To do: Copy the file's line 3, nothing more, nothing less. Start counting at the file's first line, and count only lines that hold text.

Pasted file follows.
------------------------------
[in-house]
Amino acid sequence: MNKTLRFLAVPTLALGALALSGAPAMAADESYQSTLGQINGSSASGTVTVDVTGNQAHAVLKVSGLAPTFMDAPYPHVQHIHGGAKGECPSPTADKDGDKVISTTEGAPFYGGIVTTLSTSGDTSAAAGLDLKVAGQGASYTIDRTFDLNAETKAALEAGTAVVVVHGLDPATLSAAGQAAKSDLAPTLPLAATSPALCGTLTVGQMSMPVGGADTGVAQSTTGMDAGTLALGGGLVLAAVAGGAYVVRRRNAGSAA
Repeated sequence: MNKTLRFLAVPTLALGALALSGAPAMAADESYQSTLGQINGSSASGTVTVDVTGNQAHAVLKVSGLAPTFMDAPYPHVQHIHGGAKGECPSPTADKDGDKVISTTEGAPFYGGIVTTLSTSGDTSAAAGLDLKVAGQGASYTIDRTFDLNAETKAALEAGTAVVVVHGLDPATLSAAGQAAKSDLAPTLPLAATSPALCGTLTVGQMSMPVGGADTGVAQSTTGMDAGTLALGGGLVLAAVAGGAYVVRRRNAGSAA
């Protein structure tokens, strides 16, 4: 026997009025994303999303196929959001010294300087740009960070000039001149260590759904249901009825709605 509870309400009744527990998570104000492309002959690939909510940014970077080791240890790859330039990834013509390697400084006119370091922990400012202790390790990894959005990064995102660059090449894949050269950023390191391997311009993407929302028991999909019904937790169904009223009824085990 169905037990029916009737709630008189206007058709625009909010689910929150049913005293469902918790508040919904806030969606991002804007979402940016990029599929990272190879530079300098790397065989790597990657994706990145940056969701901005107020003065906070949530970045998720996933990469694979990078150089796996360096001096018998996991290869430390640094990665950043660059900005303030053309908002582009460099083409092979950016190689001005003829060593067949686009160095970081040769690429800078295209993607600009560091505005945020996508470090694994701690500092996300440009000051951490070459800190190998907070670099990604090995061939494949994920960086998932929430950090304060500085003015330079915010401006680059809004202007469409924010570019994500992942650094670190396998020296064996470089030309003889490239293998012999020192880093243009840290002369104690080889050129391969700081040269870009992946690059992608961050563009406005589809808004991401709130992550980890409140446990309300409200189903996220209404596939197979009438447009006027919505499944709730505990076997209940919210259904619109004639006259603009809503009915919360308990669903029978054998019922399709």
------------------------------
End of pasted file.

Repeated sequence: MNKTLRFLAVPTLALGALALSGAPAMAADESYQSTLGQINGSSASGTVTVDVTGNQAHAVLKVSGLAPTFMDAPYPHVQHIHGGAKGECPSPTADKDGDKVISTTEGAPFYGGIVTTLSTSGDTSAAAGLDLKVAGQGASYTIDRTFDLNAETKAALEAGTAVVVVHGLDPATLSAAGQAAKSDLAPTLPLAATSPALCGTLTVGQMSMPVGGADTGVAQSTTGMDAGTLALGGGLVLAAVAGGAYVVRRRNAGSAA